PubMed  Article  Google Scholar 

  132. Willi UB, Bronner GN, Narins PM (2006) Ossicular differntiation of airborne and seismic stimuli in the Cape golden mole (Chrysochloris asiatica). J Comp Physiol A 192:267–277. doi:10.1007/s00359-005-0070-9

    CAS  Article  Google Scholar 

  133. Wood J, O’Connell-Rodwell C, Klemperer S (2005) Using seismic sensors to detect elephants and other large mammals: a potential census technique. J Appl Ecol 42:587–594

    Article  Google Scholar 

  134. Young BA (2003) Snake bioacoustics: toward a richer understanding of the behavioral ecology of snakes. Quart Rev Biol 78:303–325. doi:10.1086/377052

    PubMed  Article  Google Scholar 

  135. Young BA, Morain M (2002) The use of ground-borne vibrations for prey localization in the Saharan sand vipers (Cerastes). J Exp Biol 205:661–665

    PubMed  Google Scholar 

Download references

Acknowledgements

I would like to thank my research colleague, John R. Shadley, for making it possible for me to pursue this interest in vibrational communication and my many colleagues in the field for doing such beautiful work with their own focal species. I thank Naturwissenschaften Managing Editor Tatiana Czeschlik for her encouragement and interest in my work. I also thank Karen Warkentin and four anonymous referees for comments made in review that helped to improve and strengthen this paper. Lastly, I thank my newest colleague, Daniel R. Howard, for his thoughtful comments and for being my second set of eyes. Dan also provided photographs for the online version.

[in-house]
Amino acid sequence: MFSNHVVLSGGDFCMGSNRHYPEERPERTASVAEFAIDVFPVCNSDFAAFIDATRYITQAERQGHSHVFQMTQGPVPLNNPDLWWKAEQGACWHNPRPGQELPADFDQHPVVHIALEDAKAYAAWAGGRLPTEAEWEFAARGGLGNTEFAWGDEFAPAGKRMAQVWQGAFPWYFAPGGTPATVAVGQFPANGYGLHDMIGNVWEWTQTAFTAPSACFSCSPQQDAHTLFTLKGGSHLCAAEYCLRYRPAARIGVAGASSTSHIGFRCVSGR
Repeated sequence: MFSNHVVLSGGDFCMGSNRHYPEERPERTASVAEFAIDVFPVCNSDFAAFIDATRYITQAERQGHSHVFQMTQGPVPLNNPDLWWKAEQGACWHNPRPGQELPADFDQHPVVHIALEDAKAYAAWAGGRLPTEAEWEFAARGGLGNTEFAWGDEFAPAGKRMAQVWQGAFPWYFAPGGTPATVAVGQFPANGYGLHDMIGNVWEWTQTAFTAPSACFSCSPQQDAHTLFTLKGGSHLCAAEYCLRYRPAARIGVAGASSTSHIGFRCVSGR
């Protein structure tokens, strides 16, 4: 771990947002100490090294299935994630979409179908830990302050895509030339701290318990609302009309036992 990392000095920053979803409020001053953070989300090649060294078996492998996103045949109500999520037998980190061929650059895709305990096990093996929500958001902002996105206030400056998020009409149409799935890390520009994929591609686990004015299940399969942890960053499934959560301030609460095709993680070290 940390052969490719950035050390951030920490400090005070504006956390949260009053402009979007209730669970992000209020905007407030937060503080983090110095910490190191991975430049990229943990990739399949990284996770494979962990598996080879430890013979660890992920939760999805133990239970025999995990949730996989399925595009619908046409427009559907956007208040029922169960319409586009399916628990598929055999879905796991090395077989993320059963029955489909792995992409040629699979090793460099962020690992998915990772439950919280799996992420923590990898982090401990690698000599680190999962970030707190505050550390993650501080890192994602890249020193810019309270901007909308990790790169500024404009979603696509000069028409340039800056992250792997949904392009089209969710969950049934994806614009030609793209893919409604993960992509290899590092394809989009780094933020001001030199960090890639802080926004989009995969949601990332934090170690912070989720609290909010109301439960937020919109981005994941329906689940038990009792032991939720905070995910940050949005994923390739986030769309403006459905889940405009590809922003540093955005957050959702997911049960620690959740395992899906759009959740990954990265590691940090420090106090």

Author information

Affiliations

Authors

Corresponding author

Correspondence to Peggy S. M. Hill.

Electronic supplementary materials

Below is the link to the electronic supplementary material.

Supplementary Fig. 4

Female Wellington tree weta (Hemideina crassidens) from Matiu/Somes Islands Scientific and Historic Reserve, Wellington Harbor, North Island, New Zealand. In the New Zealand Anostostomatidae (giant weta, tree weta, and ground weta), most species are known to produce some form of an acoustic signal. However, several species, including those in the genus Hemideina, exhibit behaviors that are likely involved in the production of substrate-borne vibrations (McVean and Field 1996). Photograph reproduced with permission of Daniel R. Howard. (DOC 3,110 kb)

Rights and permissions

Reprints and Permissions

About this article

Cite this article

Hill, P.S.M. How do animals use substrate-borne vibrations as an information source?. Naturwissenschaften 96, 1355–1371 (2009). https://doi.org/10.1007/s00114-009-0588-8

Download citation

Keywords

  • Vibrational communication
  • Seismic signals
  • Rayleigh waves
  • Bending waves
  • Bioacoustics